A Look Inside the 3rd PTFI SAG Mill That Adds More Power to Better Process Underground Ore
10 May 2023
Hundreds of millions of dollars are being invested in high-tech comminution power to break up underground ore into fine particles. In Papua’s Southernmost Outback, that’s happening with PTFI's third SAG mill.
The finer the particles, the less tonnage capacity is required to process the copper and gold
During the fourth-quarter of 2019, PTFI completed mining the final phase of the Grasberg open pit. The mine has transitioned to large-scale underground mining, achieving important milestones in ramping-up production of large-scale quantities of copper and gold from its significant underground ore bodies.
When the Grasberg open pit was in operation, crushing and grinding the ore into those fine particles was a lot easier, as naturally occurring gravity from the Grasberg Pit ore was available.
The Grasberg mill got a great head start on making rocks into finer particles, from the open pit, because pit ore was dropped down through 600-meter ore passes. The switch from processing ore from the open-pit above to underground meant the loss of that free comminution.
Adding another SAG mill to the two existing ones at the mill
A SAG or semi-autogenous mill uses steel ball and the ore itself to break up the rock into fine particles in order to separate the copper and gold from all the non-valuable constituents of the ore, or gangue.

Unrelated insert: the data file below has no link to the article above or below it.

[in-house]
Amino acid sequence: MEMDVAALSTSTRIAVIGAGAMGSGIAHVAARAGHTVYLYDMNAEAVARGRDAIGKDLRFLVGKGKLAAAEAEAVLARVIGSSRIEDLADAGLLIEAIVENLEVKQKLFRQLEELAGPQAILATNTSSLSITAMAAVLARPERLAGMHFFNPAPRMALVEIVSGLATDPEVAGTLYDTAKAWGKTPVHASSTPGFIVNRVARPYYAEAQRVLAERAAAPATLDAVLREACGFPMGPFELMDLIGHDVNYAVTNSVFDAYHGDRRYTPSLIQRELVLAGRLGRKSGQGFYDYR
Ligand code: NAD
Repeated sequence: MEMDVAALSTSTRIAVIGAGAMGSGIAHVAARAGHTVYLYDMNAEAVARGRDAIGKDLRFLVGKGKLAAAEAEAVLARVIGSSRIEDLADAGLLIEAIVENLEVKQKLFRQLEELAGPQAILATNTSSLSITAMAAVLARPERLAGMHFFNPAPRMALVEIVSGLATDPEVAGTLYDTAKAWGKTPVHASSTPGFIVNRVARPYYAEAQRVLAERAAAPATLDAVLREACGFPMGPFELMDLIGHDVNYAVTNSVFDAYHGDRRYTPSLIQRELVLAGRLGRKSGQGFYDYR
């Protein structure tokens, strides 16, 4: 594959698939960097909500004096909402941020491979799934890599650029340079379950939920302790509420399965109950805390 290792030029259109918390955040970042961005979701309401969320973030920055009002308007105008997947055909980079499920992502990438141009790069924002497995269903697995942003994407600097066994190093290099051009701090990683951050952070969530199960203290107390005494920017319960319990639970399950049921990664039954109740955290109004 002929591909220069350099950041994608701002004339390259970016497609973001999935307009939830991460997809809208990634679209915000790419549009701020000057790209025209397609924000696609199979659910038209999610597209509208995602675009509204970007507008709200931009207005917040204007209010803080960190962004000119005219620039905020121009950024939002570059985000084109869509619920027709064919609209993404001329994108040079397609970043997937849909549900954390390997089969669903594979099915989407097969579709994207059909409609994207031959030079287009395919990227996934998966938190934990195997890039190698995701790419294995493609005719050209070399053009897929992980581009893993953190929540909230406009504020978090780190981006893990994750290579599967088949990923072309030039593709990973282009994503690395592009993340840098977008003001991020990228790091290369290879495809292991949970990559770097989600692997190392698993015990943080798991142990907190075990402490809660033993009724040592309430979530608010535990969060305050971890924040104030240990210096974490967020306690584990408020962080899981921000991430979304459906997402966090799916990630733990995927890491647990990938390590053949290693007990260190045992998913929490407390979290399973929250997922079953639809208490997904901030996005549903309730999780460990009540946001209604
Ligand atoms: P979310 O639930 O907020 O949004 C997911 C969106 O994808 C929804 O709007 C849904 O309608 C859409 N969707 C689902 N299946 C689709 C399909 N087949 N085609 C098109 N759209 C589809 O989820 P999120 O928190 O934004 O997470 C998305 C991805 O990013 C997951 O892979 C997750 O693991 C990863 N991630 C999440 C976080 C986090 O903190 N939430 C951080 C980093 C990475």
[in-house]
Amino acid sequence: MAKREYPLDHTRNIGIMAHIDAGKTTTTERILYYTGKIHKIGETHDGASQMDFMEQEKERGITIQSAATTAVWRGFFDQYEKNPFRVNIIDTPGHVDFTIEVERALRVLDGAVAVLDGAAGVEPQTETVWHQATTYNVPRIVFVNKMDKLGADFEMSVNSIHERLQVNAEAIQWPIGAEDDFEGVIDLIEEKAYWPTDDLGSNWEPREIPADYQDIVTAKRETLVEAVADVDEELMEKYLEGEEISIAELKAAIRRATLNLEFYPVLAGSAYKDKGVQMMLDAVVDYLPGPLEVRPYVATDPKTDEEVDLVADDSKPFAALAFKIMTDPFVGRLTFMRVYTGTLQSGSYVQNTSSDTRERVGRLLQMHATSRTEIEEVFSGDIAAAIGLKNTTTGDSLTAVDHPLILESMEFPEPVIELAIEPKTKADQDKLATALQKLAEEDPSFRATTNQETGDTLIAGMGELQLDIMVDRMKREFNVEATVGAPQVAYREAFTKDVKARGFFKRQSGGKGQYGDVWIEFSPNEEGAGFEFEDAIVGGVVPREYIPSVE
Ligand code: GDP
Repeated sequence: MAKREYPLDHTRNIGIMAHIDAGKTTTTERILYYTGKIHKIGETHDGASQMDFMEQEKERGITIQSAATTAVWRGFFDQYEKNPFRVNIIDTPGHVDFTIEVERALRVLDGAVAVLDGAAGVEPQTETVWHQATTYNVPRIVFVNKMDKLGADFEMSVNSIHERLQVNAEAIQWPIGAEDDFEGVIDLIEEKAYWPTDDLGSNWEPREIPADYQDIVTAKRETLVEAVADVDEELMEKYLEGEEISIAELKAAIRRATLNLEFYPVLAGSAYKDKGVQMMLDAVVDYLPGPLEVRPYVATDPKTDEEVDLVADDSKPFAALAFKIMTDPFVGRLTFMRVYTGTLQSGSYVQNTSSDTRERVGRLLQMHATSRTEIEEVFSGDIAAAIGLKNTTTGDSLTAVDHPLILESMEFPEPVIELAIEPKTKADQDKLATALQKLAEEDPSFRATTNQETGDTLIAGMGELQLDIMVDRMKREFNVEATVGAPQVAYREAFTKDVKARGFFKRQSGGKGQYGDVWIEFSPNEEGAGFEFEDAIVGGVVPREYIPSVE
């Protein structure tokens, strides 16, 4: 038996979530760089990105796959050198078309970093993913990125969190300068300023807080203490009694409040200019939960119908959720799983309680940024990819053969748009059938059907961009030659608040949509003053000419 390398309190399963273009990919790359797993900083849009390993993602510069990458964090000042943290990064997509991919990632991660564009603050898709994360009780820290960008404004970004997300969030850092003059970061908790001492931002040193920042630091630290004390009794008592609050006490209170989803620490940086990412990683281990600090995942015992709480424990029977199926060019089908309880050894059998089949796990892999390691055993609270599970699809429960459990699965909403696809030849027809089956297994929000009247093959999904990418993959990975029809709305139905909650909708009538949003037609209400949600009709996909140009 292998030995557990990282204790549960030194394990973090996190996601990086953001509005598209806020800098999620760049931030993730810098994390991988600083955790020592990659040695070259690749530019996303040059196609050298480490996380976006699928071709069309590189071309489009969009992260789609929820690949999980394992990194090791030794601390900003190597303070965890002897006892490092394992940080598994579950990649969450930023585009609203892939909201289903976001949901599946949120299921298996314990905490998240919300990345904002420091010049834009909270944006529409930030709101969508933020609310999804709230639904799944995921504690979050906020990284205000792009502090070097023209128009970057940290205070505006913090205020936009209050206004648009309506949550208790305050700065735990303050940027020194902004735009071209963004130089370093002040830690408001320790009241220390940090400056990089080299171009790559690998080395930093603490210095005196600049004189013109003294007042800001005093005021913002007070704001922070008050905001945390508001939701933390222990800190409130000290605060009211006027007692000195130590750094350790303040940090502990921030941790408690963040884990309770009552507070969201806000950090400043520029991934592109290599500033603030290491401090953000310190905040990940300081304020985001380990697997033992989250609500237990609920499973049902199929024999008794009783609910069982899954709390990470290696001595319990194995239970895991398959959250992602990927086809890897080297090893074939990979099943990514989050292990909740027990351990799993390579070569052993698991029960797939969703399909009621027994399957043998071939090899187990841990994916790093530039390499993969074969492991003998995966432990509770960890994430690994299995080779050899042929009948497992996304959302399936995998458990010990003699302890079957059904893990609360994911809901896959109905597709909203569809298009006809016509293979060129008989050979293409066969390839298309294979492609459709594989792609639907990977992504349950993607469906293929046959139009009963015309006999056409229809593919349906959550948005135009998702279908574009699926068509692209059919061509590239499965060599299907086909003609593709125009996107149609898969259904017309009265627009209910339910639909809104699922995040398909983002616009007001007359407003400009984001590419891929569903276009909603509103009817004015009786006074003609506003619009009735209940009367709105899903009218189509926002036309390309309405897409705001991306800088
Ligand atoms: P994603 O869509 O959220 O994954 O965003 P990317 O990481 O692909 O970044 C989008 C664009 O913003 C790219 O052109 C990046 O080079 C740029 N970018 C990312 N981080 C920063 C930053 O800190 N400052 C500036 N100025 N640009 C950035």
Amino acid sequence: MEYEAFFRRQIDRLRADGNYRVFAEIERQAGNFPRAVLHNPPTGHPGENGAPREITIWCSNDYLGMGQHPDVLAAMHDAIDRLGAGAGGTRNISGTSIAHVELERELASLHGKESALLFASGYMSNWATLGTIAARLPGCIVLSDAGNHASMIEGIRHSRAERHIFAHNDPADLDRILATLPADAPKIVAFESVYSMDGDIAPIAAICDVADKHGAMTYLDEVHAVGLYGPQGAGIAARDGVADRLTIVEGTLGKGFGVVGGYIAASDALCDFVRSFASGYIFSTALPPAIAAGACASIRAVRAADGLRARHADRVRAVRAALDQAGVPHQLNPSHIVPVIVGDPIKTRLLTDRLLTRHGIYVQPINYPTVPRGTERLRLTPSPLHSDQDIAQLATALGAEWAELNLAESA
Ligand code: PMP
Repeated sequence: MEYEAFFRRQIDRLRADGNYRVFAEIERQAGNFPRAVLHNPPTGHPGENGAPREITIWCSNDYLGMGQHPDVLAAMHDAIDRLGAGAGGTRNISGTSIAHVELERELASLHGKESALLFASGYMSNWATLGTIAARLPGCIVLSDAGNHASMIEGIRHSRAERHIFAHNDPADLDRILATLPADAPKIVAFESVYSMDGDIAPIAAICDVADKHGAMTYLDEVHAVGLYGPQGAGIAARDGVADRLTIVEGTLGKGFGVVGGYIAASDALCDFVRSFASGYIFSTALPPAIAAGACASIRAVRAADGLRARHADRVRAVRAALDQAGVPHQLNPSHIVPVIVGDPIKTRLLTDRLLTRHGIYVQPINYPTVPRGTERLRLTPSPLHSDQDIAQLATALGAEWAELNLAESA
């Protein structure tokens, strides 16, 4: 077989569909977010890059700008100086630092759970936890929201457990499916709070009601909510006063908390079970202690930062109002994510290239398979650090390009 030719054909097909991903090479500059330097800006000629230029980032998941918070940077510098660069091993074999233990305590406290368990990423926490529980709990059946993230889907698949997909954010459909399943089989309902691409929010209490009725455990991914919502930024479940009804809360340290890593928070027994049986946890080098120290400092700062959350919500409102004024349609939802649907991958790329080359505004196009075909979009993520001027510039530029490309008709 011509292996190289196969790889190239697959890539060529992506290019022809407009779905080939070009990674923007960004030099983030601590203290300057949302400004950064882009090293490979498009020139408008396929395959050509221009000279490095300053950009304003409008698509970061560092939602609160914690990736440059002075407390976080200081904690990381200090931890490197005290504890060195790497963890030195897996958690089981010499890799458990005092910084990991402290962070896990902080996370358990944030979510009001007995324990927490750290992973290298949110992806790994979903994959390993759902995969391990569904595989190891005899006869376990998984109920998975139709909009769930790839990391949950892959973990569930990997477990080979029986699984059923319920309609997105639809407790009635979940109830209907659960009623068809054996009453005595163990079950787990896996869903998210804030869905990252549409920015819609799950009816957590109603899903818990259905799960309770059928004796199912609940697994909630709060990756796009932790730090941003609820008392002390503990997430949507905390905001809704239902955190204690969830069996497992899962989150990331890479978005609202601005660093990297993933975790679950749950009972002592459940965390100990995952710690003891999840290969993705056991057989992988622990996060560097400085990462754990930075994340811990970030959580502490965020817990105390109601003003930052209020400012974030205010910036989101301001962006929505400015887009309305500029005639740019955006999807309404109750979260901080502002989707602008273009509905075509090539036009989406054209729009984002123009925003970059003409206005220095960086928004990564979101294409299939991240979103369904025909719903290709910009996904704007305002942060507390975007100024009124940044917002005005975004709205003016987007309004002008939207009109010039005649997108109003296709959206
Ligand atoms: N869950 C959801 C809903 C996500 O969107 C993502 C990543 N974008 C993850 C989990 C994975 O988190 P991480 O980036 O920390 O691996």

Before 2019, the mill could operate at 250 ktpd. As the mine has transtitioned from open pit to underground mine, the mill face difficulties to keep up with the ore processing capacity compared to what it had when the Grasberg open pit was still operating.
Imanuel Hutahaean, General Superintendent-Metallurgical Services revealed that, in the period 2020 to 2021, when all ore came from underground mine, the mill never reached the production capacity to operate at a 200 ktpd rate.
In 2020, the Concentrating Division sped up action on the SAG #1 and SAG #2 surveys. They were conducted by grinding model simulations and the result indicated de-rate tonnage factors of SAG #1 and SAG #2.
“De-rate tonnage factors of SAG #1 and SAG #2 was found on the surveys with the cause was the characteristics of the ore from the GBC underground mine having higher levels of hardness and abrasiveness than the ore from the Grasberg open pit,” Imanuel said.
To maintain milling capacity despite de-rate of SAG #1 and SAG #2, Anthony Manuel, Vice President-Concentrating said that a third SAG mill installation will provide sufficient capacity to enable the mill to operate at a 240 ktpd rate.
“SAG #3 in conjunction with SAG #1 and SAG #2 and refurbished Crusher Master Plant will have the required capacity to support the safe ore processing from the Grasberg Block Cave underground mine.” Anthony added.
The construction of the third SAG Mill in a new building located in the vicinity of the old MP74 lime-mixing station and the decommissioned ARD Fluid Bed Reactor plant required a high level of engineering and planning, said Bayu Swandharu, Manager-Concentrating Technical Support.
The project, began in December 2019 with the demolition work and is scheduled to be completed in the fourth quarter of 2023, a deadline that poses a significant challenge to the team.
“While the overall construction progress of SAG Mill #3 is nearing 41%, we are currently investigating ways to optimize the schedule and cost for the project in order to expedite the project slow-down due to the COVID crisis,” Bayu said.
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